Thursday, March 25, 2021
UNT System HR is bringing UNT World experts directly to you with this periodic and always timely installation called "Ask An Expert." So, let's ask...
EXPERT: Dr. Tyson Garfield, Assistant Professor of Geriatric Medicine, UNTHSC
EXPERTISE: Primary care and consultant geriatrician with seven years clinical experience
Throughout this ongoing pandemic, we've seen just how advantageous it is to have a medical school as a member institution. The UNT Health Science Center has been invaluable to us as well as the community-at-large. With vaccinations now available for people 50 and older, and thousands getting vaccinated daily in North Texas, we have plenty of questions about what that means for our daily lives. Can those of us vaccinated safely go to grocery store? Or dining indoors? How about taking our unvaccinated children to the upcoming Texas Rangers home opener? Dr. Garfield has answers.
Q: Now that I’ve received the full vaccination for COVID-19, what can I do, where
can I go?
Dr. Garfield: With the vaccines, a person is considered “fully vaccinated” two weeks after the second dose of the Pfizer/Moderna vaccine or two weeks after the Johnson & Johnson vaccine (which is only one dose). The Centers for Disease Control (CDC) released interim guidelines on March 8 to reflect this. Fully vaccinated people can:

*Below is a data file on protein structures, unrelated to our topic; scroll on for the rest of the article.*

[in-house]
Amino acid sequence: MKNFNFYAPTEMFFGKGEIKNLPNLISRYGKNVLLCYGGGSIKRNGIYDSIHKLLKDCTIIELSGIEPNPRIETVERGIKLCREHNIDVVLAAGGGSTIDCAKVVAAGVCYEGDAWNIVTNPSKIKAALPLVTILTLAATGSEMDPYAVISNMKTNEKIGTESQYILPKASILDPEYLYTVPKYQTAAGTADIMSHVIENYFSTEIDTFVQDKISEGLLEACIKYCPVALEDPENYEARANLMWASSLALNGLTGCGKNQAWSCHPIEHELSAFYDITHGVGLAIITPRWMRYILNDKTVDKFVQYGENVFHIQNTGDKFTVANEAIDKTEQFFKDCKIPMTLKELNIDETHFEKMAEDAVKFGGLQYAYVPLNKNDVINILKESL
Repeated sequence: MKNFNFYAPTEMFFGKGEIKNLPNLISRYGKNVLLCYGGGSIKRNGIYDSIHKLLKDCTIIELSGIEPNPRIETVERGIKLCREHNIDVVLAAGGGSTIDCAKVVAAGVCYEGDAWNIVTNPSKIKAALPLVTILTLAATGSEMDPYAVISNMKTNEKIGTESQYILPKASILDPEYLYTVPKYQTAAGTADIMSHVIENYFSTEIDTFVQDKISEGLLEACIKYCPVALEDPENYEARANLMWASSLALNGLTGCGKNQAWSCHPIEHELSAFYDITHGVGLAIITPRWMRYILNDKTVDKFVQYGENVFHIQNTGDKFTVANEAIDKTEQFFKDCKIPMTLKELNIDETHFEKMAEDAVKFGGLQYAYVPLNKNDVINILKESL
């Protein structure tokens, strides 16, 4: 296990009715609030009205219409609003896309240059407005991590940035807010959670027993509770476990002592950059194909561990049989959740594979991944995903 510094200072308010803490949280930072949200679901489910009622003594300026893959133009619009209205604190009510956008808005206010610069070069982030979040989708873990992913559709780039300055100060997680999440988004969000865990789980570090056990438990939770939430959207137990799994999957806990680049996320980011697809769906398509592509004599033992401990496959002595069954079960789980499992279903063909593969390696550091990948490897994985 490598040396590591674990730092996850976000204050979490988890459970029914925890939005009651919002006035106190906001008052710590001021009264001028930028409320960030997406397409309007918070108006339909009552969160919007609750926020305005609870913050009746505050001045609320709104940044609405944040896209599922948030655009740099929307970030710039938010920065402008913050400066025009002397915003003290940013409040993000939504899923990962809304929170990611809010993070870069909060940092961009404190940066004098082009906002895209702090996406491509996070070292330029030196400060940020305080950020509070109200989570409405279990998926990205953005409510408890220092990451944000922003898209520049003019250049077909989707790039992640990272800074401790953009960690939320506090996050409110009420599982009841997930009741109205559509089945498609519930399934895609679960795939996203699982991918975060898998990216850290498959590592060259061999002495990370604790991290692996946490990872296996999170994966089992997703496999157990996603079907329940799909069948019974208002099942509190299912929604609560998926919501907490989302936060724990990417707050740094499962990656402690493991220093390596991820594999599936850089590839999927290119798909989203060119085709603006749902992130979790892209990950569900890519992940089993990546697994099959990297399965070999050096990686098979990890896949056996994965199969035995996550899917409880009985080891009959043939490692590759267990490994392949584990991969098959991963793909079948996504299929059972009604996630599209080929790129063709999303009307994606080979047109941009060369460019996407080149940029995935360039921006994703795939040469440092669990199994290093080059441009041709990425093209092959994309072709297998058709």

- Visit with other fully vaccinated people indoors without wearing masks or physical distancing
- Visit with unvaccinated people from a single household who are at low risk for severe CV-19 disease indoors without wearing masks or physical distancing
- Refrain from quarantine and testing following a known exposure if asymptomatic
So, in simple terms, fully vaccinated people can visit with other fully vaccinated people indoors or visit with low risk people from a single household without masks or distancing. Fully vaccinated people also don’t need to have a test if they have a known exposure as long as they remain asymptomatic. If symptoms develop, that person should be tested. However, just because you are vaccinated doesn't mean it is safe to return to your pre-pandemic daily behaviors just yet. For example:
- Is it safe to go to the grocery store?
- It still isn’t completely safe to go to the grocery store, but as vaccination rates increase, I hope this will be safe in a few months. For now, continue to do curbside pick-up or limit in-store hours to less busy time.
- Is it safe to dine indoors?
- Not yet. With the recent statewide change in regulation regarding mask wearing and capacity, I would recommend continuing to support local restaurants through take-out or drive-through. The number of fully vaccinated persons increase daily and as this increases, the risk of dining indoors will decrease.
- Can I gather in a large group outdoors?
- As long as everyone is fully vaccinated and this is a private gathering (i.e. not an outdoor concert or bar), this would be the safest way to gather. Large gatherings are still not recommended at this time.